[gmx-users] Re: Simulation in the high temperature conditions

Justin A. Lemkul jalemkul at vt.edu
Mon Apr 9 20:31:41 CEST 2012

James Starlight wrote:
> Mark,
>     Assuming you're raising your temperature during equilibration and
>     then running at high temperature, then you don't want water moving
>     into the receptor interior during equilibration for the same reason
>     you didn't want water moving into the CCl4. And you're going to run
>     further equilibration after taking off all the restraints anyway,
>     right? And if water moves into the receptor interior, then it
>     probably does that under high-temperature equilibrium conditions...
> It is that I want to prevent movement of water into Ccl4 layer (that is 
> drive by the increased temperature and have not been present in the 
> natural conditions) but allow it to move into the receptor interiour ( 
> that is normally observed experimentally). So the posres application may 
> prevent water to move both into the receptor and Ccl4 so this aproach 
> could not be useful in my case, couldn't it ?

No, it wouldn't.  I don't understand why you believe some water absolutely can't 
leak into the CCl4 layer, at least transiently.  If you're getting massive 
mixing, then that's a problem for which I don't know a clear solution in this 
case.  Occasional leakage is not unexpected, as it even occurs in lipid 
bilayers.  True, water and CCl4 are not particularly miscible, but to say that 
they should remain 100% isolated in reality is not correct.

>     On point, the reference temperature has little to do with whether
>     phases diffuse into (or out of) each other, and lots to do with what
>     ensemble you might be sampling. The actual temperature controls the
>     rate of such diffusion, of course, but if the non-bonded
>     interactions allow for intermixing, then you'll get some degree of
>     that regardless of any other setting. You'd be well advised to check
>     that your CCl4-water boundary behaves acceptably before you invest
>     in the protein simulation...
> Specifically I've desided to rise temperature of my system to increase 
> conformation sampling of the protein surrounded of the interiour. For 
> this I've devided my system on several parts to couple to separate 
> thermostates. One part is the protein and CCl4 layer wich mimick the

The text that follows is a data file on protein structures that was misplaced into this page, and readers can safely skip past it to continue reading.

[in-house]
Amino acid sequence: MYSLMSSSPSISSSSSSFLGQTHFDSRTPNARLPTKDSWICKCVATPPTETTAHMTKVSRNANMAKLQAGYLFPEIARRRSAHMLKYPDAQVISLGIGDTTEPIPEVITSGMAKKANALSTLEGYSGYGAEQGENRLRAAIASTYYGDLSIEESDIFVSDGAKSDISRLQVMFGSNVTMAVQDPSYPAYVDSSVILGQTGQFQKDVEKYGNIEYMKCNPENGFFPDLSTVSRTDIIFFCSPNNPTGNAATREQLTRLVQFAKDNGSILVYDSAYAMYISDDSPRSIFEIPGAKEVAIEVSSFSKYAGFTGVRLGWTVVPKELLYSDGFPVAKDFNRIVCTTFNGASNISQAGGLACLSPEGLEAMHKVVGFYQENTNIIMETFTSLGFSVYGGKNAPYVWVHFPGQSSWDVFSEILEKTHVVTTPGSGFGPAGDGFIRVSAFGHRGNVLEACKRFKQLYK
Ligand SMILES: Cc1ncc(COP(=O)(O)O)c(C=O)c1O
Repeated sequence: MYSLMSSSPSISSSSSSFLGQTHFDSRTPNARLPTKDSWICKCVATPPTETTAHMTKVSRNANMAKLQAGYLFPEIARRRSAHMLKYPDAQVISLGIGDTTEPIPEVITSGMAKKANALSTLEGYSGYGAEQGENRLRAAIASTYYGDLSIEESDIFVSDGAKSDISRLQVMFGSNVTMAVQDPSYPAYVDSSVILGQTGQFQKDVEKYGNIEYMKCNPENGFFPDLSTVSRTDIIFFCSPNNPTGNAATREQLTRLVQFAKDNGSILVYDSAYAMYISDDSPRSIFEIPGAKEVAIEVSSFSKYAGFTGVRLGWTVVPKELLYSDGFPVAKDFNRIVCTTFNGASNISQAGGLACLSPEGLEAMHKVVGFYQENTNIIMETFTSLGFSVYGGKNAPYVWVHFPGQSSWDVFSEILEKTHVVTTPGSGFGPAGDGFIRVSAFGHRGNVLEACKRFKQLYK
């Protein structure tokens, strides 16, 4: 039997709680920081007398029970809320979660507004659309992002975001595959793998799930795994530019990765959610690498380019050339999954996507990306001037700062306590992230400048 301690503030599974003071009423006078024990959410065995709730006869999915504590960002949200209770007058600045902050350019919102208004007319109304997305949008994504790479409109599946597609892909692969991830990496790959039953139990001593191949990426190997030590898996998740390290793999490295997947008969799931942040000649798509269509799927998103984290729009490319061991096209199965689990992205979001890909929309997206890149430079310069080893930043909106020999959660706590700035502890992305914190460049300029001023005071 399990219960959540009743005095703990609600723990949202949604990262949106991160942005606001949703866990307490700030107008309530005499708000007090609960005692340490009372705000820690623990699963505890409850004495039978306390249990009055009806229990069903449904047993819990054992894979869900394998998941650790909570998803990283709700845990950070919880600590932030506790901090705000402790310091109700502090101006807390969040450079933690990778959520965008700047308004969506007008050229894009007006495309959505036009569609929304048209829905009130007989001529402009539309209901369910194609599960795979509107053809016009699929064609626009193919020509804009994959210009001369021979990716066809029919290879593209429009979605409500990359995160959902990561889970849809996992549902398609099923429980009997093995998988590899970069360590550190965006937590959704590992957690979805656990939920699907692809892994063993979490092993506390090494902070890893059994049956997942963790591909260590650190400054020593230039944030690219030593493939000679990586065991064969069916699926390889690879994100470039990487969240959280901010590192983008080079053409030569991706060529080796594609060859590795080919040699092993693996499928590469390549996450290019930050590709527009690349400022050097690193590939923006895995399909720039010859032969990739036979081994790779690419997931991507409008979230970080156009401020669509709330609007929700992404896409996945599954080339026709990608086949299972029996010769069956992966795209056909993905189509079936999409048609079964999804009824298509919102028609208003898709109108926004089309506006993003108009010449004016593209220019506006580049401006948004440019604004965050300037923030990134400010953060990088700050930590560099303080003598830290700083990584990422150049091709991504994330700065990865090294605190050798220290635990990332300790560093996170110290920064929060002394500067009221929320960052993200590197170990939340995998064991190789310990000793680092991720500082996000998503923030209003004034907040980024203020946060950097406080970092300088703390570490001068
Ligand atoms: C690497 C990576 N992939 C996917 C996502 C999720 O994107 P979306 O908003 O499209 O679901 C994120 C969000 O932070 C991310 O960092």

> membrane and another part is the sorrounded water ( SOL), internal water 
> ( wich may present in the protein interiour transitory but never in the 
> Ccl4 layer) and IONS ( wich are always in the SOL layer). In order that 
> increase the rate of conformation sampling I've gradually increased 
> ref_t of each t_group. In part this result in evaporation of water and 
> some of that water has moved in Ccl4 layer. So its intresting for me 
> might  I set ref_t for water_ions group as the specified value ( ref_t= 
> 310 k) and gradually increase only ref_t for the protein_ccl4 group in 
> the annealing manner. As the consequence I want to prevent evaporation 
> of the water but maintain of the overal temperature high of my system tp 
> increase sampling of the protein conformation ?
> I inderstand that such aproach is very unphysical but aplication of the 
> posres and other tricks are from this theme but works good in some cases :)

This sounds really fishy to me.  Coupling different parts of a system to 
thermostats at different temperatures just begs for artifacts.  The use of 
thermostats for separate parts of the system, even at the same temperature, is 
questionable since you violate energy conservation.  Of course, for many cases, 
they're a necessity and we just go ahead with it ;)  If you've got two parts of 
a system in thermal disequilibrium, then you've got a very odd system with 
thermostats exchanging different amounts of energy with different portions of 
the system.  I don't know how to predict the effects of such a setup, but I 
don't recall having seen anything like this done before.



Justin A. Lemkul
Ph.D. Candidate
ICTAS Doctoral Scholar
Department of Biochemistry
Virginia Tech
Blacksburg, VA
jalemkul[at]vt.edu | (540) 231-9080


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